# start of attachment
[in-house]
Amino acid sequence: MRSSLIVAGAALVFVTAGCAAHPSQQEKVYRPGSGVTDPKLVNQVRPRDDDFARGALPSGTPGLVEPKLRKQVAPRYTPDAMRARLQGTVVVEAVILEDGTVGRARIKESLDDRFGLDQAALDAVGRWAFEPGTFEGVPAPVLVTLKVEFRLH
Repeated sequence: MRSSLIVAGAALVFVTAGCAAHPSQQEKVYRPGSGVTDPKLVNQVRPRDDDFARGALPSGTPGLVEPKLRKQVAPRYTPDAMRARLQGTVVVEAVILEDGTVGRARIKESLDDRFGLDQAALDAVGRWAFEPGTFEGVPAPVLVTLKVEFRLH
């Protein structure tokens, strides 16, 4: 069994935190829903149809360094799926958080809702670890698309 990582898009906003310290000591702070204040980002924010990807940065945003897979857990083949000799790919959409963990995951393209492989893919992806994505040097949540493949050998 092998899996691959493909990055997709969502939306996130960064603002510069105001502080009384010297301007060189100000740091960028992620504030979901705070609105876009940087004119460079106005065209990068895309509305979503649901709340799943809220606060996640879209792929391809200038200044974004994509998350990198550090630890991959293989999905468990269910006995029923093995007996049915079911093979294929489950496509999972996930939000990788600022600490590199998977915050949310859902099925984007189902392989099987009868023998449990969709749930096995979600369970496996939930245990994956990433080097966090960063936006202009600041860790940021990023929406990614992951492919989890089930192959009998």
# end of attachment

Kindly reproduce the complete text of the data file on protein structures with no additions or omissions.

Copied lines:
[in-house]
Amino acid sequence: MRSSLIVAGAALVFVTAGCAAHPSQQEKVYRPGSGVTDPKLVNQVRPRDDDFARGALPSGTPGLVEPKLRKQVAPRYTPDAMRARLQGTVVVEAVILEDGTVGRARIKESLDDRFGLDQAALDAVGRWAFEPGTFEGVPAPVLVTLKVEFRLH
Repeated sequence: MRSSLIVAGAALVFVTAGCAAHPSQQEKVYRPGSGVTDPKLVNQVRPRDDDFARGALPSGTPGLVEPKLRKQVAPRYTPDAMRARLQGTVVVEAVILEDGTVGRARIKESLDDRFGLDQAALDAVGRWAFEPGTFEGVPAPVLVTLKVEFRLH
């Protein structure tokens, strides 16, 4: 069994935190829903149809360094799926958080809702670890698309 990582898009906003310290000591702070204040980002924010990807940065945003897979857990083949000799790919959409963990995951393209492989893919992806994505040097949540493949050998 092998899996691959493909990055997709969502939306996130960064603002510069105001502080009384010297301007060189100000740091960028992620504030979901705070609105876009940087004119460079106005065209990068895309509305979503649901709340799943809220606060996640879209792929391809200038200044974004994509998350990198550090630890991959293989999905468990269910006995029923093995007996049915079911093979294929489950496509999972996930939000990788600022600490590199998977915050949310859902099925984007189902392989099987009868023998449990969709749930096995979600369970496996939930245990994956990433080097966090960063936006202009600041860790940021990023929406990614992951492919989890089930192959009998």